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What GAO Found The Department of Defense (DOD) conducted a comprehensive analysis of alternatives (AOA) process for wideband satellite communications, as determined through an assessment of the AOA against relevant GAO best practices.
What GAO Found GAO and others have found that using commercial satellites to host government sensors or communications packages—called payloads—may be one way DOD can achieve on-orbit capability faster and more affordably.
Commercial satellites are used by the U.S. government to provide a variety of fixed satellite services, such as military communications. However, the number of satellite operators providing such service has declined since 2000.
The Department of Defense (DOD) is working to achieve information superiority over adversaries and share information seamlessly among disparate weapons systems. Two programs envisioned as a part of this effort are Transformational Satellite Communications System (TSAT) and Space Radar.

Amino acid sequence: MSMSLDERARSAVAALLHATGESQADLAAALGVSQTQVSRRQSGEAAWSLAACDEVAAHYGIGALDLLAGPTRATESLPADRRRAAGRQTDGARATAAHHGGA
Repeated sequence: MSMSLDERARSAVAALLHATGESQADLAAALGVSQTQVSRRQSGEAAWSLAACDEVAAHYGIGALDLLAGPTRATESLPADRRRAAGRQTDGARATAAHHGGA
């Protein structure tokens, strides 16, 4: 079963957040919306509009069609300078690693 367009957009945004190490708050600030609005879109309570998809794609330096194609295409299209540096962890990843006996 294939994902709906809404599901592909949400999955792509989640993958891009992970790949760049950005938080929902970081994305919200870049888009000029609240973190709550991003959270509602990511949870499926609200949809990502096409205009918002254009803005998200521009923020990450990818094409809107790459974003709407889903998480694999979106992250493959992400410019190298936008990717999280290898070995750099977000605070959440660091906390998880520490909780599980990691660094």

DOD's space system acquisitions have experienced problems over the past several decades that have driven up costs by hundreds of millions, even billions of dollars, stretched schedules by years, and increased performance risks.
This report is GAO's fifth annual assessment of selected weapon programs. From 2001 to the present, the Department of Defense (DOD) has doubled its planned investment in new systems from approximately $750 billion to almost $1.5 trillion.
The Department of Defense (DOD) wants to create a networked force where soldiers and systems are able to operate together seamlessly. To help facilitate this transformation, DOD began the Transformational Satellite Communications System (TSAT) program in January 2004.
Through 2011, the Department of Defense (DOD) plans to spend $20 billion on unmanned aircraft systems, including the Army's "Warrior." Because of congressional concerns that some systems have been more costly and taken more time to produce than predicted, GAO reviewed the Warrior program.